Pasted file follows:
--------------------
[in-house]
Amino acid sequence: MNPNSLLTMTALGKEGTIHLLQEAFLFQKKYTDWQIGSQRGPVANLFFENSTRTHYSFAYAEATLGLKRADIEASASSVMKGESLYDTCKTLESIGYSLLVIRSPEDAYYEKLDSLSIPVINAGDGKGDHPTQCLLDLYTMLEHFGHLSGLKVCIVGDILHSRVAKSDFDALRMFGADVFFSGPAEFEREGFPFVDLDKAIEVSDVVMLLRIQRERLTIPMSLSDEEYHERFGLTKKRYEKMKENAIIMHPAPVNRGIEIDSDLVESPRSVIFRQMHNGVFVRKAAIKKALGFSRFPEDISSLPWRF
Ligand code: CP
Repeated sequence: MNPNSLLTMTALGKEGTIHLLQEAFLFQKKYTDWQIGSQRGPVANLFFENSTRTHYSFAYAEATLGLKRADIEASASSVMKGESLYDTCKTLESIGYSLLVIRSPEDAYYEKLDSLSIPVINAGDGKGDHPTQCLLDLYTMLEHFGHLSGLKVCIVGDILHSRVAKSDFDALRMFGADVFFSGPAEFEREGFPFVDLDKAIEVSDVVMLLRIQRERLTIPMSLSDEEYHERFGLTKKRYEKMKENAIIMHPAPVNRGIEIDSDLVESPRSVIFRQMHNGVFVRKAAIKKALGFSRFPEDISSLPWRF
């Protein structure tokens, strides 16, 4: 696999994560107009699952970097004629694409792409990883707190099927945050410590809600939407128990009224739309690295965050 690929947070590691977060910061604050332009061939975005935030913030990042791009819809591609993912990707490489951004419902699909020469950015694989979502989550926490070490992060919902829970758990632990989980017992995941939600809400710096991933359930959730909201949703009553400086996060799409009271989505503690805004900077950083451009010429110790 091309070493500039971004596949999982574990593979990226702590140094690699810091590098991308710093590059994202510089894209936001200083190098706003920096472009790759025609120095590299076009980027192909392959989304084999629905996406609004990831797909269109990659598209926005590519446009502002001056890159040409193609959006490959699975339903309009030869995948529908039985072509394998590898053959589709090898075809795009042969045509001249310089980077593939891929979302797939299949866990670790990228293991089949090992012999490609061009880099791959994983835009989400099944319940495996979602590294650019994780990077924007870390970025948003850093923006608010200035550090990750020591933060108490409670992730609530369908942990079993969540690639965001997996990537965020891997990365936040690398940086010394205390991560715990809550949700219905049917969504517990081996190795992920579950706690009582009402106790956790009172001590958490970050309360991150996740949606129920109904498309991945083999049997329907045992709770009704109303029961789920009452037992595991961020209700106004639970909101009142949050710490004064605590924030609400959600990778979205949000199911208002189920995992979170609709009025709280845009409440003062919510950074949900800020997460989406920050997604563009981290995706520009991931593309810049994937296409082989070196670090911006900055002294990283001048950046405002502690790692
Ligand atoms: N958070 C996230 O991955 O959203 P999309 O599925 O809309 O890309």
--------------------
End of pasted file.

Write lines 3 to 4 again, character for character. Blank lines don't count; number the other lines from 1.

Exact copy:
Ligand code: CP
Repeated sequence: MNPNSLLTMTALGKEGTIHLLQEAFLFQKKYTDWQIGSQRGPVANLFFENSTRTHYSFAYAEATLGLKRADIEASASSVMKGESLYDTCKTLESIGYSLLVIRSPEDAYYEKLDSLSIPVINAGDGKGDHPTQCLLDLYTMLEHFGHLSGLKVCIVGDILHSRVAKSDFDALRMFGADVFFSGPAEFEREGFPFVDLDKAIEVSDVVMLLRIQRERLTIPMSLSDEEYHERFGLTKKRYEKMKENAIIMHPAPVNRGIEIDSDLVESPRSVIFRQMHNGVFVRKAAIKKALGFSRFPEDISSLPWRF